February 4th 2021

Visiting Your Vet During COVID-19: What to Expect

The coronavirus pandemic continues to bring changes to our lives both personally and professionally. Whilst the disruption felt at the start of the pandemic may not be as stark, it goes without saying that both our routines and how we interact with others have been transformed. 

Veterinary professionals across the country remain open, providing essential care to clients and their animals under extremely challenging circumstances. This change can certainly be felt when we visit our vets and, in today’s blog post we offer our advice on what to expect when visiting your vet during the COVID-19 pandemic.

Visiting your vets will be different under the current circumstances and will, inevitably, feel unusual compared to little over a year ago. 

The environment will be one that you will not be accustomed to, however, it is important to remember that your vet will still seek to provide the very best service for you and your animal despite the current restrictions. Whilst these new requests may seem restrictive, they are there to protect the public and the practice and to limit the risk of transmitting COVID-19. 

When booking your appointment, you may be asked by your vet if you have been in contact with any COVID-19 cases or if you have had symptoms of the virus. These simple questions help the practice to responsibly evaluate any risks posed by owners and to protect both staff and other clients. 

Examinations are at the discretion of the practice and we must be mindful to respect their ultimate decision, which is never taken lightly, to provide care. 

Try to be understanding – the practice and its staff are working under very difficult and unusual circumstances and will ask you as the owner to follow the rules they have in place based on government and regulator guidance. 

This can take the form of a temperature reading being taken, to use hand sanitiser and a request to wear a face mask when on the premises. Whilst these provisions may feel impersonal, they are in place to assist and to keep everyone safe.

One of the biggest differences that you will notice is that you may not be present during the examination of your animal. Designed to limit human to human contact, practices across the country are asking pet owners to not enter the building. 

Before arriving at your vets, it may be useful to think about how this handover will take place. Have your pet ready to pass over to the staff. For dogs this could be having their lead correctly fitted in your hand and ready to hand over, for cats in travel crates this could be placing the crate near to the entrance of the building, in sight for the staff, for the staff to collect. 

Your vet will more than likely brief you as to this when you book your appointment for you both to limit interaction and to make the exchange as normal as possible for your pet. It is important to remain vigilant as both client and practitioner when interacting and to ensure the maintenance of social distancing.

Visiting the vets can be a stressful experience for pets and try to remember that your vet has your pets interests at heart.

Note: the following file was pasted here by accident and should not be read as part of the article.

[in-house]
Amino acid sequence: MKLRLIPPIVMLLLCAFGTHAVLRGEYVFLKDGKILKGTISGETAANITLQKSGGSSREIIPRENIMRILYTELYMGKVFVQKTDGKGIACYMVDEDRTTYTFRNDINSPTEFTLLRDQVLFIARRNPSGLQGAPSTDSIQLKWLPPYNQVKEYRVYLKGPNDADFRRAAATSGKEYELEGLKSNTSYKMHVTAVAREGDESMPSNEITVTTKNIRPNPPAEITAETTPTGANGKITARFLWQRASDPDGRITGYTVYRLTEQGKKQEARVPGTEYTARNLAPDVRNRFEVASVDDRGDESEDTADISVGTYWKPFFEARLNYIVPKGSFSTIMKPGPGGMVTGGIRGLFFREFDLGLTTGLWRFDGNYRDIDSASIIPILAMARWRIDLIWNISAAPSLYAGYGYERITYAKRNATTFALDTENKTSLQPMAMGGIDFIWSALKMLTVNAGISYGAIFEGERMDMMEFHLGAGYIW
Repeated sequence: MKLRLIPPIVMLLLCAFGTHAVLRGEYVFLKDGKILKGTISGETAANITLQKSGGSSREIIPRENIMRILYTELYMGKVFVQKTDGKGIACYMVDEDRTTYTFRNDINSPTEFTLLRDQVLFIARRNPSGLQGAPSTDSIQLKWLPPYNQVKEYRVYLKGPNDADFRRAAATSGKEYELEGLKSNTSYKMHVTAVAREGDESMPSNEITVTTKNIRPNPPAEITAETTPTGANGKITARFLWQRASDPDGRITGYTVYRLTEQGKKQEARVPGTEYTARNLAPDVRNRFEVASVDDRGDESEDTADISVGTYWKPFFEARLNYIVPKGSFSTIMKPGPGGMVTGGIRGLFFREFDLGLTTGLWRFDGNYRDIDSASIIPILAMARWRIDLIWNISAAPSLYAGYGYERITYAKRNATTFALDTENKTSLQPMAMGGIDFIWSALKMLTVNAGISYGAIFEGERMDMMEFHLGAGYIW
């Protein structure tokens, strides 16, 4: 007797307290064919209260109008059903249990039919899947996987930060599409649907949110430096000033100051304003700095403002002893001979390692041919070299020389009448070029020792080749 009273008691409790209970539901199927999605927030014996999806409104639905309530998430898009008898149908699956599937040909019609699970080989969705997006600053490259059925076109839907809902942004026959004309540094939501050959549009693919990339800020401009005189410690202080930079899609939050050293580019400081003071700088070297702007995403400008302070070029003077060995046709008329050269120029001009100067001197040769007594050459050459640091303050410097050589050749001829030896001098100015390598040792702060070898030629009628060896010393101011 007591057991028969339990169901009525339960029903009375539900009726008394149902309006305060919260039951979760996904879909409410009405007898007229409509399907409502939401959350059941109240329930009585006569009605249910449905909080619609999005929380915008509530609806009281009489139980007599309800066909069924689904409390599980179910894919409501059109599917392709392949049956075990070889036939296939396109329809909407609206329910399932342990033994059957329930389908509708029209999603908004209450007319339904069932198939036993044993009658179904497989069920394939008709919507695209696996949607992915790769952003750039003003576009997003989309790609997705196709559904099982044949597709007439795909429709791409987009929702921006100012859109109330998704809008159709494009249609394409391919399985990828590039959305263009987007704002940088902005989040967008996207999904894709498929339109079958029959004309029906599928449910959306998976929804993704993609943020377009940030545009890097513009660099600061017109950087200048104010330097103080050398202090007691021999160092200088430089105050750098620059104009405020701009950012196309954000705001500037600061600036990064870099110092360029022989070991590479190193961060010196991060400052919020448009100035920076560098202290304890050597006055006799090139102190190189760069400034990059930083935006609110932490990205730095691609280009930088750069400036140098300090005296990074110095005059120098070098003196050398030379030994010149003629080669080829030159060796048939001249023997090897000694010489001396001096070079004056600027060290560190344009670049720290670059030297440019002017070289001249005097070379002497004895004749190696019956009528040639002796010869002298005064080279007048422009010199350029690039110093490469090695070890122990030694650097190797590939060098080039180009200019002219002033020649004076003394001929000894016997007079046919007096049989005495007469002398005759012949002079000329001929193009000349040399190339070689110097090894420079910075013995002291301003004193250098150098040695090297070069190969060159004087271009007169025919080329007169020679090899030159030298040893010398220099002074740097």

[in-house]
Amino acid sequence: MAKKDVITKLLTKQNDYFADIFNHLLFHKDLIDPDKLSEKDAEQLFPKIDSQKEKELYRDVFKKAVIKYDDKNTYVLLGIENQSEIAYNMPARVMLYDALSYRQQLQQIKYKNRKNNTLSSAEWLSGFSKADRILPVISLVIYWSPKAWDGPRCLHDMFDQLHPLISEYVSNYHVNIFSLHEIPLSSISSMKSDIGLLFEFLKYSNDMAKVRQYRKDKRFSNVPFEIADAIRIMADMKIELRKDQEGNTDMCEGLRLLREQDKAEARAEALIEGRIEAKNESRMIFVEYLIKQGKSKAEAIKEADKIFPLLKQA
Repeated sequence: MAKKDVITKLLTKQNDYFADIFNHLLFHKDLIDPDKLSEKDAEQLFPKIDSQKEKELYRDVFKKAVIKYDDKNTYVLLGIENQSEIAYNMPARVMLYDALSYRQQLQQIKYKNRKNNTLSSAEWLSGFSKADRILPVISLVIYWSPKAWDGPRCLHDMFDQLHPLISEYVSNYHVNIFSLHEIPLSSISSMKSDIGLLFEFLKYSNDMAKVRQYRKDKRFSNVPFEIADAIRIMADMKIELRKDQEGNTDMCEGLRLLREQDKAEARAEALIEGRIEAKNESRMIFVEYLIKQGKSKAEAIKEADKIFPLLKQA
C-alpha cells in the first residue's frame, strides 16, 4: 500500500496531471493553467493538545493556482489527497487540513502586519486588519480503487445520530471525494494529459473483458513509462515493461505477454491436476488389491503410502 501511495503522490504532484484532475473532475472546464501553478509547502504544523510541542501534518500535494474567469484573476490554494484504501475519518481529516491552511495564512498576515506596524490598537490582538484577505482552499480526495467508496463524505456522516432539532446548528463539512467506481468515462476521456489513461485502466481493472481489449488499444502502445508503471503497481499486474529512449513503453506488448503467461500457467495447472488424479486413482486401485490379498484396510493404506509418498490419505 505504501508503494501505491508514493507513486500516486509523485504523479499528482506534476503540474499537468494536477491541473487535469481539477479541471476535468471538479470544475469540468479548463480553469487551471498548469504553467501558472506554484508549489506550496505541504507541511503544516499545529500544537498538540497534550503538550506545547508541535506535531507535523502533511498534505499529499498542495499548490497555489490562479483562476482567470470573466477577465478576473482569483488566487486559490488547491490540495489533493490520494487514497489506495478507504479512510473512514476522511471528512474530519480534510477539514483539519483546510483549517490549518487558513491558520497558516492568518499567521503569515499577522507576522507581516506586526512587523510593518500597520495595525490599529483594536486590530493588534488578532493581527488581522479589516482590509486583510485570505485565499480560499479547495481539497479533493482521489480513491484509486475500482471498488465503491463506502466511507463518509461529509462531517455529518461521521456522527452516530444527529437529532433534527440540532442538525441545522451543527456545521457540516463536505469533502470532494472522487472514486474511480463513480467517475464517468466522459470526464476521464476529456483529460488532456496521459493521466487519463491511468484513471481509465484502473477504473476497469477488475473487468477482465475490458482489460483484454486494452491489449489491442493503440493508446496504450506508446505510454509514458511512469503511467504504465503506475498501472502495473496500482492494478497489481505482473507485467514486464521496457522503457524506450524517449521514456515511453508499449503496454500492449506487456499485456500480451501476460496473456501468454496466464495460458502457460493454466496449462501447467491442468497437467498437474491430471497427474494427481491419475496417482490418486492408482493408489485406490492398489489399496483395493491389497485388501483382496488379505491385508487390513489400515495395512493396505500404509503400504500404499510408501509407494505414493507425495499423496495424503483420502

As we have often suggested, communication is a two-way exchange that can help build understanding for all parties involved. 

For professionals, building processes and procedures that staff can understand and follow can make clients feel more at ease and lead to a more fluid way of operating. Having an FAQs section on your website, sending instructions to owners when confirming appointments and reiterating these new processes when speaking to clients on the telephone all help. 

Likewise, as a professional you may need to explain things in greater detail to your clients. For example, if you are unable to examine an animal for any reason. Many clients have reported that they feel comforted when professionals explain what they do when they take the animal away for examination. 

As a member of the public, bear in mind that examinations and the service you receive will generally take longer than what you may be accustomed to. Whilst this is frustrating for all, we urge patience from the public. 

Likewise for professionals, we suggest an open conversation with your patients to draw attention to longer wait times and service which can be highlighted on the booking of an appointment to manage your clients expectations. Other notable differences may include: 

  • No contact collection/delivery of medications/supplies
  • Remote video consultation
  • Some remote prescribing of medications 
  • Veterinary teams working in fixed pairs/skeleton teams.

It is worth noting that some protocols may vary slightly between practices and this will be based on various factors such as the practice layout and location or maybe the staff’s own health and risk levels. 

We feel it important to stress that, whilst you as a client may hear of practices that may be doing something slightly different to another, it is important to respect the protocols that they have put in place as they will have made these decisions for a reason.

At the heart of adapting to these changes is one concept that we believe all can benefit from: mindfulness. Mindfulness allows us to show both compassion and empathy to others and can help to diffuse tension. By applying the practice of mindfulness, we can be more receptive and adaptive to a new way of working. 

The VCMS would like to reiterate our commitment to both professionals and the public in these difficult times. We thank all for their understanding in what are extremely challenging circumstances.

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